Standards of care for children offer emergency nurses more clarity

RCN and Royal College of Paediatrics and Child Health care standards provide useful suggestions for urgent care and minor injury staff

RCN and Royal College of Paediatrics and Child Health care standards provide useful suggestions for urgent care and minor injury staff

Picture: Alamy

Caring for children in emergency departments (EDs) has always been challenging, but expectations have been clarified somewhat by last year’s Royal College of Paediatrics and Child Health (RCPCH) (2018a) and RCN (2017) standards on the monitoring of children’s vital signs.

The RCPCH (2018a) document recognises there are too few paediatric clinicians. Although the Royal College of Emergency Medicine is working to address this issue in the medical workforce, it has been recognised that half of EDs do not meet the requirement that an emergency medicine consultant with specialist emergency paediatric competencies should be present.

Many EDs will also struggle with the requirement that two children’s nurses should be on duty each shift. There is a shortage of registered children’s nurses and many EDs cannot recruit them.

This is because children’s nurses tend to want to work with children in acute or community settings rather than urgent care or minor injury centres, where they may also care for adults. Consequently, meeting this standard in urgent care may be a pipedream.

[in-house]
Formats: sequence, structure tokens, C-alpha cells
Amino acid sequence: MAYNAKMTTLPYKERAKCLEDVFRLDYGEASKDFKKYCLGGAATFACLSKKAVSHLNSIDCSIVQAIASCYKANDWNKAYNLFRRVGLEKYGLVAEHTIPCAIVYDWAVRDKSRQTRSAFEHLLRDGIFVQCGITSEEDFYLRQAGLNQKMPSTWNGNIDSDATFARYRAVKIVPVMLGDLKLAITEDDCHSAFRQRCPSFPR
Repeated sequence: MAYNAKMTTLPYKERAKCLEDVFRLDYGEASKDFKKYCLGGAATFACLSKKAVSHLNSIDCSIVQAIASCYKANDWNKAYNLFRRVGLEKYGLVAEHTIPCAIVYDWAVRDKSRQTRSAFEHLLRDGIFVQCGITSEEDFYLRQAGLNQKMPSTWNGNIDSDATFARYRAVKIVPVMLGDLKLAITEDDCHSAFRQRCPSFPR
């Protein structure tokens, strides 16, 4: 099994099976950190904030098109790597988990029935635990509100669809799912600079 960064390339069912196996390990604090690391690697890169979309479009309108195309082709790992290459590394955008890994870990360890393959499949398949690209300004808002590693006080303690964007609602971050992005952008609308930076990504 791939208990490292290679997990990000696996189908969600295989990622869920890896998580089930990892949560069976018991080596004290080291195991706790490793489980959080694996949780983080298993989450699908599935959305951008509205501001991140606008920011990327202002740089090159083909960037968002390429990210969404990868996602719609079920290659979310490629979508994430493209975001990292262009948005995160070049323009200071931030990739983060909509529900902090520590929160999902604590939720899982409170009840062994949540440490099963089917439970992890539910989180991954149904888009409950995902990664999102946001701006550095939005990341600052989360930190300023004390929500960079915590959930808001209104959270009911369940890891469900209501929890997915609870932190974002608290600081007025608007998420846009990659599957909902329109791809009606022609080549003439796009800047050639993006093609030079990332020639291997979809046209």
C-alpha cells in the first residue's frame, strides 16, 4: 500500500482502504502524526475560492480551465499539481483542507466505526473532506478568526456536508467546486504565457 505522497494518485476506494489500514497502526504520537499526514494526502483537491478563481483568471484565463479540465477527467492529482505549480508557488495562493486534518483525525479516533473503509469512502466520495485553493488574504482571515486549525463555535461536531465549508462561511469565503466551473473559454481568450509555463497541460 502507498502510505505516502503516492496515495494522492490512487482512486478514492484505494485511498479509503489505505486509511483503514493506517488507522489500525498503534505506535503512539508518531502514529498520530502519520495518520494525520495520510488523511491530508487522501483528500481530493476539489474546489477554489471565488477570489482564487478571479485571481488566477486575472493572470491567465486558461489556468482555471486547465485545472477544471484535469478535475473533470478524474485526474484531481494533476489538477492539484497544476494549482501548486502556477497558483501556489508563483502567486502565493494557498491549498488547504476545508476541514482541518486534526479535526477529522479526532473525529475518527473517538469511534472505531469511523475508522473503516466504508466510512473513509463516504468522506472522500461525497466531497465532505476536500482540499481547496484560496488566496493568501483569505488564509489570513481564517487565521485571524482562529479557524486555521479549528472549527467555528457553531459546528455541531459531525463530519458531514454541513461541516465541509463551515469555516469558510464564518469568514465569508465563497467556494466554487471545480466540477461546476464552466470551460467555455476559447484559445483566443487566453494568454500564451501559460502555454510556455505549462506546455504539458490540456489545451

Staff training

Although the RCPCH (2018a) standards’ requirement that those who assess children in EDs must have paediatric competencies is welcome, the actual competencies required have not been clarified beyond an acknowledgement that staff should be trained to recognise and respond to the sick child.

In EDs with no separate paediatric areas, emergency nurse practitioners and doctors see, treat and discharge children. But they are not required to demonstrate competency in recognising and responding to children with minor injuries and illnesses, or in understanding red flags.

However, for the first time, the RCPCH (2018a, 2018b) does suggest evidence that EDs and urgent care centres seek feedback from patients aged 0-16 years or their parents, and provides examples of the tools that can be used to measure this.

Such feedback could be useful evidence for Care Quality Commission visits to demonstrate how a department is trying to improve its care services.

Community care

The RCPCH (2018a) also acknowledges that many children could be cared for effectively in the community and that parents often use EDs instead of local GP surgeries, perhaps due to access issues.

Too few university courses offer practical training in, or education on, common presenting injuries and illnesses among children attending urgent care settings.

All practitioners that see children autonomously need to be able, not only to identify sick and deteriorating children, but also to recognise and respond to minor injuries and illnesses, and recognise red flags.

Prescribers working with children are expected to demonstrate competency in relation to the assessment and management of children too, but the question of how should they maintain this competency is unanswered.

All ED and urgent care centre managers should read the two documents (RCN 2017, RCPCH 2018a), and find ways to ensure their staff can access emergency paediatric training and updates.


About the author

Mandy_RumleyMandy Rumley-Buss is an independent nurse consultant and nurse practitioner

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